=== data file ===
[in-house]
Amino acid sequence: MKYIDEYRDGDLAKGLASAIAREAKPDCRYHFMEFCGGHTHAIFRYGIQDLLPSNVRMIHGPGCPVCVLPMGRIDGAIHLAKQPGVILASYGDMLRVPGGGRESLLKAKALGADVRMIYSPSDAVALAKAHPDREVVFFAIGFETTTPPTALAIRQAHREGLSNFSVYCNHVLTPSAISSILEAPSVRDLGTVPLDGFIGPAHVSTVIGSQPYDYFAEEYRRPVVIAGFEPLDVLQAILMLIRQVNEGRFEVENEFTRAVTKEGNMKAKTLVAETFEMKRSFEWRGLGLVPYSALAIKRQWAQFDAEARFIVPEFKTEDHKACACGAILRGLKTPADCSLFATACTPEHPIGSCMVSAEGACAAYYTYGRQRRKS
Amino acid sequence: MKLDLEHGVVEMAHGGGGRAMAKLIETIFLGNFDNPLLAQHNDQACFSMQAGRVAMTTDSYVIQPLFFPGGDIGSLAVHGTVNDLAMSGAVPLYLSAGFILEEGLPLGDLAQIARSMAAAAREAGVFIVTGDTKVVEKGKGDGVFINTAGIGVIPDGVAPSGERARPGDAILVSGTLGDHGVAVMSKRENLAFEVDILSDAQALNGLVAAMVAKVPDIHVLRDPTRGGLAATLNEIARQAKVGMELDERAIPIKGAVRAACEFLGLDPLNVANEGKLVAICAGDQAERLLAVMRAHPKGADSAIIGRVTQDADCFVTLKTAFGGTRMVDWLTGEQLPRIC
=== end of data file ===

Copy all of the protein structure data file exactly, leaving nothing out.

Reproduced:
[in-house]
Amino acid sequence: MKYIDEYRDGDLAKGLASAIAREAKPDCRYHFMEFCGGHTHAIFRYGIQDLLPSNVRMIHGPGCPVCVLPMGRIDGAIHLAKQPGVILASYGDMLRVPGGGRESLLKAKALGADVRMIYSPSDAVALAKAHPDREVVFFAIGFETTTPPTALAIRQAHREGLSNFSVYCNHVLTPSAISSILEAPSVRDLGTVPLDGFIGPAHVSTVIGSQPYDYFAEEYRRPVVIAGFEPLDVLQAILMLIRQVNEGRFEVENEFTRAVTKEGNMKAKTLVAETFEMKRSFEWRGLGLVPYSALAIKRQWAQFDAEARFIVPEFKTEDHKACACGAILRGLKTPADCSLFATACTPEHPIGSCMVSAEGACAAYYTYGRQRRKS
Amino acid sequence: MKLDLEHGVVEMAHGGGGRAMAKLIETIFLGNFDNPLLAQHNDQACFSMQAGRVAMTTDSYVIQPLFFPGGDIGSLAVHGTVNDLAMSGAVPLYLSAGFILEEGLPLGDLAQIARSMAAAAREAGVFIVTGDTKVVEKGKGDGVFINTAGIGVIPDGVAPSGERARPGDAILVSGTLGDHGVAVMSKRENLAFEVDILSDAQALNGLVAAMVAKVPDIHVLRDPTRGGLAATLNEIARQAKVGMELDERAIPIKGAVRAACEFLGLDPLNVANEGKLVAICAGDQAERLLAVMRAHPKGADSAIIGRVTQDADCFVTLKTAFGGTRMVDWLTGEQLPRIC